Should We Trust the Empirical Evidence from Present Value Models of the Current Account?
The present value model of the current account has been very popular, as it provides an optimal benchmark to which actual current account series have often been compared. We show why persistence in observed current account data makes the estimated optimal series very sensitive to small-sample estimation error, making it almost impossible to determine whether the consumption-smoothing current account tracks the actual current account closely, or not closely at all. Moreover, the standard Wald test of the model will falsely accept or reject the model with substantial probability. Monte Carlo simulations and estimations using annual and quarterly data from five OECD countries strongly support our predictions. In particular, we conclude that two important consensus results in the literature - that the optimal series is highly correlated with the actual series, but substantially less volatile - are not statistically robust.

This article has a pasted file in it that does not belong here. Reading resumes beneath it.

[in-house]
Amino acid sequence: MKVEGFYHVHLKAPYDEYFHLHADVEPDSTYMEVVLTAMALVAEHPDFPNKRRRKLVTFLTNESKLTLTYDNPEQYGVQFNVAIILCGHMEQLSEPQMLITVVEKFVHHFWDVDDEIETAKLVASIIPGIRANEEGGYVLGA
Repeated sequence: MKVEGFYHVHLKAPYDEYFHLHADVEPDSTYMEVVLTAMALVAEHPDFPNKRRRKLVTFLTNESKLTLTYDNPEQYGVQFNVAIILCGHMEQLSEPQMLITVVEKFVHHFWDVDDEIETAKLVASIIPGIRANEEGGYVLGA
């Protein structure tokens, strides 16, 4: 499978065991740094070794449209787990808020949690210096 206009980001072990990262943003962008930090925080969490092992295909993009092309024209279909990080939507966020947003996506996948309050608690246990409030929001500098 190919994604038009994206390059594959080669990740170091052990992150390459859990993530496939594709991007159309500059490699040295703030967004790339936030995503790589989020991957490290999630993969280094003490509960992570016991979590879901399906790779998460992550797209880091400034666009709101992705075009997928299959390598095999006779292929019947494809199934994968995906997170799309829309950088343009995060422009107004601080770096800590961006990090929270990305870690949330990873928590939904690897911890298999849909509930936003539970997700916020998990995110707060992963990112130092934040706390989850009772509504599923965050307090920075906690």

Volume (Year): 2 (2008)
Issue (Month): ()
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Please report citation or reference errors to , or , if you are the registered author of the cited work, log in to your RePEc Author Service profile, click on "citations" and make appropriate adjustments.:
- Paul Bergin & Steven Sheffrin, .
"Interest Rates, Exchange Rates And Present Value Models Of The Current Account,"
Department of Economics
97-22, California Davis - Department of Economics.
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- Steven M. Sheffrin & Paul Bergin, 2003. "Interest Rates, Exchange Rates And Present Value Models Of The Current Account," Working Papers 9722, University of California, Davis, Department of Economics.
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